Maslanka Weekly: Best of the Web – No. 65, Lamentations

Maslanka Weekly highlights excellent performances of David Maslanka’s music from around the web.

A lamentation or lament is defined as “the passionate expression of grief or sorrow.” Throughout the course of his career, David wrote plenty of music that fits this definition. One does not have to dig thoroughly through his music to find the character of lament – it is manifested in his symphonies, his chamber music, his concerti, and even in his Mass. This week, we feature three of David’s compositions that contain the feeling of lament: Concerto for Clarinet and Wind Ensemble, Hohner, and Symphony No. 3.

Concerto for Clarinet and Wind Ensemble – I. Lamentation

From David’s Program Note:

The Concerto for Clarinet and Wind Ensemble grows out of my life-long association with the clarinet. It was my beginning instrument over sixty years ago, and has stayed with me all through the years. I have written many pieces for it, and it is now a deeply personal voice through which my music speaks freely and passionately.

This concerto is full of deep feeling, but it does not have a personal story. The two movements, “Lamentation” and “Dance,” present the classic masks of tears and laughter. “Lamentation” is very interior and very beautiful – it breaks my heart. “Dance” unfolds in the old sonata form with clear melodies, a bubbling and sometimes urgent energy, and a final release into beautiful quiet.

Watch below as Christopher V. Mathakul leads Brian Schappals (Clarinet) and the University of Washington Wind Ensemble in a moving performance of “Lamentation.”

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From David’s Program Note:

Bob Hohner was one of my closest friends and musical companions. He was one of the very few people I know who didn’t want a recording of music that he was to perform. It was his joy to discover musical sound. It was his insistent and persistent effort with Arcadia II: Concerto for Marimba and Percussion Ensemble that rescued this “failed” piece from oblivion, and started a long collaboration between us. I wrote Montana Music: Three Dances for Percussion for him, and then In Lonely Fields for Percussion and Orchestra. He recorded Arcadia IIMontana Music, and Crown of Thorns, and we were started on yet another composing project when he died. That project was to have been a “Symphony for Percussion.” I had a flash vision of a stage full of percussion, a large percussion orchestra – sections of marimbas and vibraphones – and lots of players, and I heard them playing a full-scale symphony.

The project came to a halt with Bob’s death, but I decided for his memorial piece that I would write at least one movement of this work, using all of the percussion forces available at the time at Central Michigan University. It is offered in memory of Bob, whose dedicated life as performer, teacher and friend touched, and continues to touch, many thousands of people.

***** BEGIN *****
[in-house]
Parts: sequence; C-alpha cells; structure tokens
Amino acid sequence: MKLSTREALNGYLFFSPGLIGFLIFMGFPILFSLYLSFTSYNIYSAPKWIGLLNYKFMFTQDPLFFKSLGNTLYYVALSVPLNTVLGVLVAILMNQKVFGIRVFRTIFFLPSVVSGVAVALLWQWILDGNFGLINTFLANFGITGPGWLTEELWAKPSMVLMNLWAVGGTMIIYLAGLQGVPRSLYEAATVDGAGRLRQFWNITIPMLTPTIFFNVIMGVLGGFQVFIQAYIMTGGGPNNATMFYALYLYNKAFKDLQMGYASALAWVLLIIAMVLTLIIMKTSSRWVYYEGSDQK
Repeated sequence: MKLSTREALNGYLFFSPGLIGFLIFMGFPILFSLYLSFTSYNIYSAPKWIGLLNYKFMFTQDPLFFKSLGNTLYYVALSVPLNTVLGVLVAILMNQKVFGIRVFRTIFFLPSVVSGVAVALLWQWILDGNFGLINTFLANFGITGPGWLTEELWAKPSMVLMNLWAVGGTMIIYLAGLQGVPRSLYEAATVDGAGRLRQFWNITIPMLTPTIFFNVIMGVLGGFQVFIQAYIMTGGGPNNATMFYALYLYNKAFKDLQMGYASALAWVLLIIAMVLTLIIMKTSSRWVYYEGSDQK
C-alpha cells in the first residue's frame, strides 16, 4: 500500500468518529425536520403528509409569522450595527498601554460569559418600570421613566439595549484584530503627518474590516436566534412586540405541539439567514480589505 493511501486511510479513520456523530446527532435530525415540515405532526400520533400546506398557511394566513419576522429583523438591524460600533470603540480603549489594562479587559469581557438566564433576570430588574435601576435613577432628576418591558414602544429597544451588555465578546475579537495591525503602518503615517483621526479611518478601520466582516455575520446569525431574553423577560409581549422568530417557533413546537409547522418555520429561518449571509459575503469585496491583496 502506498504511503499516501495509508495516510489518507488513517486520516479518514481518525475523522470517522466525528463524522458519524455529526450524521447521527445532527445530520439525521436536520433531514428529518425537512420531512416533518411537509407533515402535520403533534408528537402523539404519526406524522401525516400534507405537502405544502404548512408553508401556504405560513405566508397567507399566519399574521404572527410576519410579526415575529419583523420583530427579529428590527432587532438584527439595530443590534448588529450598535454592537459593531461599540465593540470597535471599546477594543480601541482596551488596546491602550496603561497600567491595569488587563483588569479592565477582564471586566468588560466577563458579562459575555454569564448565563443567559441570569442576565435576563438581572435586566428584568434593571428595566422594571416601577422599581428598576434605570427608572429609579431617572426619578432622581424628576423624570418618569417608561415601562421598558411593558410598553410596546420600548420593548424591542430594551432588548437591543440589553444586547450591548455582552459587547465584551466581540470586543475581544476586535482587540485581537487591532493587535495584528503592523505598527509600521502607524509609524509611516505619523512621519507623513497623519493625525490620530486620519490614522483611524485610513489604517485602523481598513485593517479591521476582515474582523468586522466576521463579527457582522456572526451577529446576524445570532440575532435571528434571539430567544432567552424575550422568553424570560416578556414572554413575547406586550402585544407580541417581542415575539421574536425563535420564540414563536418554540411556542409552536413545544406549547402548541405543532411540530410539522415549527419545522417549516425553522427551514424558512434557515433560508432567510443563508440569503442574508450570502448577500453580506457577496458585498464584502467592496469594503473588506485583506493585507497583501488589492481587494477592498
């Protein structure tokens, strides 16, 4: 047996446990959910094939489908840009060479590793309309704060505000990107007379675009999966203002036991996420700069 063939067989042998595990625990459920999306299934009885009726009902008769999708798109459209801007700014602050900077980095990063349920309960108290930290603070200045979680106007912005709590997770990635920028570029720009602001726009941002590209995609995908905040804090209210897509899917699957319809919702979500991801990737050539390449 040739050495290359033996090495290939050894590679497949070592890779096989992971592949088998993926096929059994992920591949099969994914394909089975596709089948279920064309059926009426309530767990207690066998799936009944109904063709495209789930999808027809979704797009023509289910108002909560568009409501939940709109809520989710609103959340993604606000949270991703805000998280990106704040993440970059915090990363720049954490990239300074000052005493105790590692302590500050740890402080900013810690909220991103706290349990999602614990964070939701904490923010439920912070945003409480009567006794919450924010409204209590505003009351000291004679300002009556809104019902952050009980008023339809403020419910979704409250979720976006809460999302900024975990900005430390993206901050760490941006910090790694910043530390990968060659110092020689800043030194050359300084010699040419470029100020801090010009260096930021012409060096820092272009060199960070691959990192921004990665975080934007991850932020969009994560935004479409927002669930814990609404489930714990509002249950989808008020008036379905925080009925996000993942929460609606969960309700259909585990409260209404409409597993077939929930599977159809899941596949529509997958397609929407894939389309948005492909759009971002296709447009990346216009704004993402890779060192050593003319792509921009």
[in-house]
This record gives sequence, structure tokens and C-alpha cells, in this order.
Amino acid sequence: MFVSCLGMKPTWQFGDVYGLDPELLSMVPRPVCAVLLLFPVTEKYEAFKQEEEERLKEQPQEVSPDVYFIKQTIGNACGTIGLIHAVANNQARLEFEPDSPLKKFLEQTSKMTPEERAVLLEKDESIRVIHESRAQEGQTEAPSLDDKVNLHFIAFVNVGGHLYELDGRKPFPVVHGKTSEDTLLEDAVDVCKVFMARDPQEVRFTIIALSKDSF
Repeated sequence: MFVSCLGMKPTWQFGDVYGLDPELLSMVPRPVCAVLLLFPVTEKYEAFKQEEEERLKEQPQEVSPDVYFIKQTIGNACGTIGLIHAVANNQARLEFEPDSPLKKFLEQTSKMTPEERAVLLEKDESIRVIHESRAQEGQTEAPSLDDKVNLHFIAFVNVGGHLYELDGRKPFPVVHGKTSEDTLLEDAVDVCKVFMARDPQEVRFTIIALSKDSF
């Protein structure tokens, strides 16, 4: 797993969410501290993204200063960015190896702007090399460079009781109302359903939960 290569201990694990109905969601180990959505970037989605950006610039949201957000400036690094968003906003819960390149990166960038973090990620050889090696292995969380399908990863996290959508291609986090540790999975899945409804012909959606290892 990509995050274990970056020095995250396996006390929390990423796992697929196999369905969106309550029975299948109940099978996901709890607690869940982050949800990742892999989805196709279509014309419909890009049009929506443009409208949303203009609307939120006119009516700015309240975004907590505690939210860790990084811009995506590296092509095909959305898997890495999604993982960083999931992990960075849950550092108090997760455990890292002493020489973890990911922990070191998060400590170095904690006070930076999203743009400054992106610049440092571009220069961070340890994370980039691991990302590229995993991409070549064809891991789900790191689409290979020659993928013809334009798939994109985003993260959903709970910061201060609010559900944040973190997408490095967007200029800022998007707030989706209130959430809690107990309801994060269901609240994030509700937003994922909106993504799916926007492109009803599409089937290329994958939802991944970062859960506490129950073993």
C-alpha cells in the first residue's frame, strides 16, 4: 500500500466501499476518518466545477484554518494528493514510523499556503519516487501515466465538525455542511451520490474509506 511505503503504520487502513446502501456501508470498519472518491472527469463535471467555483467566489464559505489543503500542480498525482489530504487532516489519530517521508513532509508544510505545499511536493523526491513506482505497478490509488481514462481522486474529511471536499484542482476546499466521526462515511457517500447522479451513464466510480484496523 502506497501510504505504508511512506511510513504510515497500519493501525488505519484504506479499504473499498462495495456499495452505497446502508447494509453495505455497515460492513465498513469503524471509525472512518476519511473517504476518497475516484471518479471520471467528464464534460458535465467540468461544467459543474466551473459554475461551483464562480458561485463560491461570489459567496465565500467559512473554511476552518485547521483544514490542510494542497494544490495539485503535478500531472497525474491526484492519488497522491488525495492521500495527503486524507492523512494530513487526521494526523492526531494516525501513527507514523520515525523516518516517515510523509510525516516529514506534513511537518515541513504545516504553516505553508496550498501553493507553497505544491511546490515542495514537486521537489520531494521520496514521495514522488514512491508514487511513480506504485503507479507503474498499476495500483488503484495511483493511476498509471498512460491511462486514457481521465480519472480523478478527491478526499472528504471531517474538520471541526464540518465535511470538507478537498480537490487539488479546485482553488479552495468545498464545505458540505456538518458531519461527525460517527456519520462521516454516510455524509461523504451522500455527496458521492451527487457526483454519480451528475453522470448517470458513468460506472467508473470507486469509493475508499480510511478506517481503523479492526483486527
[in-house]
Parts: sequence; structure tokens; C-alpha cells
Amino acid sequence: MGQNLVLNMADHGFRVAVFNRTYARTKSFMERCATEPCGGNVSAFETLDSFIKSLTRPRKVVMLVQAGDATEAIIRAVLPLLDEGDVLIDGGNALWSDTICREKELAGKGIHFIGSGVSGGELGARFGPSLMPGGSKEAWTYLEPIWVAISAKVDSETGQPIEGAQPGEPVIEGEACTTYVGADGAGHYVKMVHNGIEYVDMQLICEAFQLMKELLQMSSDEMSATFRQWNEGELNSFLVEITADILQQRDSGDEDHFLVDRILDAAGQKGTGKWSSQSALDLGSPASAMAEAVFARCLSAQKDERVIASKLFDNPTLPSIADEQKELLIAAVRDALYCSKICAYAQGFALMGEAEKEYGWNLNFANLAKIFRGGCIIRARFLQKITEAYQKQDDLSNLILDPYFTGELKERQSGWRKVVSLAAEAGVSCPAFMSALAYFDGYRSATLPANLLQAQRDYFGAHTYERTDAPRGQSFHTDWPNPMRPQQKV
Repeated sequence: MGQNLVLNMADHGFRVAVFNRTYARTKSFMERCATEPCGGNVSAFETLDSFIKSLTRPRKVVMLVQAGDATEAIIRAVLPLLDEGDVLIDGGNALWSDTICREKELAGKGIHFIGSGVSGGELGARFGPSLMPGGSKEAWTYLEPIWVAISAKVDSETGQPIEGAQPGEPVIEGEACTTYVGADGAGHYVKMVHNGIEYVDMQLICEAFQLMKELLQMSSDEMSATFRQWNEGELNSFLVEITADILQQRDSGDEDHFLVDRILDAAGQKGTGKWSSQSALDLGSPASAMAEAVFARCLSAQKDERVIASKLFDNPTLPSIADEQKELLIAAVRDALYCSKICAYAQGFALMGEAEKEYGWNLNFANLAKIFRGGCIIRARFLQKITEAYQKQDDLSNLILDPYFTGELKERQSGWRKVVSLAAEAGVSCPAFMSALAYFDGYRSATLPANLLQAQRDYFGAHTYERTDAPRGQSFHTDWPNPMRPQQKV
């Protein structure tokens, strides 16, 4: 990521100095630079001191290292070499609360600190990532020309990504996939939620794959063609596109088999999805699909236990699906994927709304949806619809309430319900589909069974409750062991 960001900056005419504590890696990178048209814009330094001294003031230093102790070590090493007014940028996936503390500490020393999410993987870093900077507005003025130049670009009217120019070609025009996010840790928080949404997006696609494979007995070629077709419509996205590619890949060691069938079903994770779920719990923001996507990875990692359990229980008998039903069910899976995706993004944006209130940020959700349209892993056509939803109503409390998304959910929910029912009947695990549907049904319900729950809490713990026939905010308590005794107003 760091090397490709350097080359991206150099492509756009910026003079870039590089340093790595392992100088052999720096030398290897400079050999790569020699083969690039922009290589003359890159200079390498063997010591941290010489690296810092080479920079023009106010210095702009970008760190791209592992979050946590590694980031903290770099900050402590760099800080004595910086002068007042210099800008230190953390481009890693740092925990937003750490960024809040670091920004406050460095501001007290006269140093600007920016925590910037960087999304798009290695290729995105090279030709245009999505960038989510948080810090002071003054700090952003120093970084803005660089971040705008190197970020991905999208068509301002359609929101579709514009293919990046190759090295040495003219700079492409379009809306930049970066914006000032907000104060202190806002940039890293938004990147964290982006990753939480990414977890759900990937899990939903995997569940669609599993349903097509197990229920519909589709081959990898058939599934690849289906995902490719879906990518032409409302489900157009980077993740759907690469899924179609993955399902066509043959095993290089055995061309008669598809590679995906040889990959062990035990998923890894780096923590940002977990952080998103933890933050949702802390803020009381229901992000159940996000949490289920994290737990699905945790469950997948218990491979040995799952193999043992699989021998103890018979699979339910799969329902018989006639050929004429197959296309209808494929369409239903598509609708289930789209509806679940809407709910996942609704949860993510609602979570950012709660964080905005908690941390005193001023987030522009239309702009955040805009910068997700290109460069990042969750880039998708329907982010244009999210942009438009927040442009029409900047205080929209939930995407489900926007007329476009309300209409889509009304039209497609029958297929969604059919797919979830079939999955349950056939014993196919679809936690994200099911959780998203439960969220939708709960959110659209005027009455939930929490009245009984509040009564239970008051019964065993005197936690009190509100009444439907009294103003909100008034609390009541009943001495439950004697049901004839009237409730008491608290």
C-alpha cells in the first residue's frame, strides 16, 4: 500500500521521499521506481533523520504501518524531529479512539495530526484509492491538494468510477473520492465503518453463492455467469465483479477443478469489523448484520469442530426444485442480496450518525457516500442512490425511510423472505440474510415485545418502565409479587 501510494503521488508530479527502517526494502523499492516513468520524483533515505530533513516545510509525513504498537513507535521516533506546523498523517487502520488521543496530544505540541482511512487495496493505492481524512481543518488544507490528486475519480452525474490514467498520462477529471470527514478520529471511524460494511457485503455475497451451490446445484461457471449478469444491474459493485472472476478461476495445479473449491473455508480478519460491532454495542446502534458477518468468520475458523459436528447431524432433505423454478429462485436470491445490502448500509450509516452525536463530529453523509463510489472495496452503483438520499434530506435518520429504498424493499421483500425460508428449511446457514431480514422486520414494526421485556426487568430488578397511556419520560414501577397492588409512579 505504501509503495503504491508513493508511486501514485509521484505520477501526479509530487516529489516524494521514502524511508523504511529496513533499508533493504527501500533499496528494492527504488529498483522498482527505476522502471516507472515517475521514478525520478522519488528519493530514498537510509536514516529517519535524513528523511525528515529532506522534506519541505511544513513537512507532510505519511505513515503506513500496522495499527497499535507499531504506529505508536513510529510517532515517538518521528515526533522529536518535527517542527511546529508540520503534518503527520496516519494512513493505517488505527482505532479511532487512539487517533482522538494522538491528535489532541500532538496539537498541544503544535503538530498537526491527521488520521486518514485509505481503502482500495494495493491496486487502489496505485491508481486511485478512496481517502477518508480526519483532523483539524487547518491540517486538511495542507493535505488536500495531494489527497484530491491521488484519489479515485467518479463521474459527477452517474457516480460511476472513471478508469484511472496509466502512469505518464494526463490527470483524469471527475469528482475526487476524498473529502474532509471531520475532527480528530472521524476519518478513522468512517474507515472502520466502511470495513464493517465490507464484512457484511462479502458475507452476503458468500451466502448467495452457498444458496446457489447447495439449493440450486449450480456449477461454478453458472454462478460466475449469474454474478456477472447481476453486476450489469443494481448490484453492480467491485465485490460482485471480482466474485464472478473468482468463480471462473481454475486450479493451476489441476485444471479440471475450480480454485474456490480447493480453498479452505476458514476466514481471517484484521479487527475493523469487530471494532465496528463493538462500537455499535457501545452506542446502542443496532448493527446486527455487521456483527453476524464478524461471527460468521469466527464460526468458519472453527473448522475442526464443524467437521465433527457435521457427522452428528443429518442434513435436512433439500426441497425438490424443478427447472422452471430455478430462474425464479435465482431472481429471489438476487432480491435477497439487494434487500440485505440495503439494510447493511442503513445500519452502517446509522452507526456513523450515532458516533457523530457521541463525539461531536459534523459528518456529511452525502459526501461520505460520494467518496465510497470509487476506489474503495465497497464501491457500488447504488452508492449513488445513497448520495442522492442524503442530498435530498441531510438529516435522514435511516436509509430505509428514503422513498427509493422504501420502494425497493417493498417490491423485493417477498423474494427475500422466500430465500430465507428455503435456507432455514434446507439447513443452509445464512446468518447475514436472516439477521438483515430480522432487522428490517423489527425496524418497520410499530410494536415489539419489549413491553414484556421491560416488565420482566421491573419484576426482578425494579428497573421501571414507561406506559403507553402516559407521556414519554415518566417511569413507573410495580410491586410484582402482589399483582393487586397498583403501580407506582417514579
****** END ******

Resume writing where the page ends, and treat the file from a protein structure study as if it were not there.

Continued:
Watch below as Brian A. West leads the TCU Percussion Orchestra in a powerful performance of this work.

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Symphony No. 3 – IV. Lament

From David’s Program Note:

Symphony No. 3 was commissioned by the University of Connecticut Wind Ensemble, Gary Green, conductor. I was asked to write a “major” piece yet not necessarily one as big as this. It is hard to say why a given music emerges at a given time. In my composing life there have been “sign-post” pieces – large works that have erupted at fairly regular, though unpredictable, intervals. The impetus for this piece was in part my leaving university life a year ago and moving from New York City to the Rocky Mountains of western Montana. The mountains and the sky are a living presence. Animal and Indian spirits still echo strongly in this land, and these elements have found their way into my music…

…The fourth and fifth movements are both lamentations, though not particularly slow or “down” in spirit. It is hard to describe opposites existing in the same space and time. The music is joyous yet sorrowful, recognizing the complementary nature of life and death. These movements – indeed the entire Symphony – have grown out of my perceptions of natural forces, especially the strong currents of old life that exist here in Montana. The music is a lamentation for the loss of the old direct contact with the life of the Earth, yet a recognition that these value still exist and can be brought back into meaningful focus.

The fourth movement does not have an easily-labeled traditional form. The music moves through a series of song-like episodes, much as one might move through mountain meadows and across hills, natural vistas of great beauty appearing and dissolving as one goes. About two-thirds of the way through is the song of the “Golden Light.”

Watch below as Gary Green leads the University of Miami Frost Wind Ensemble in an exquisite rendering of this music.

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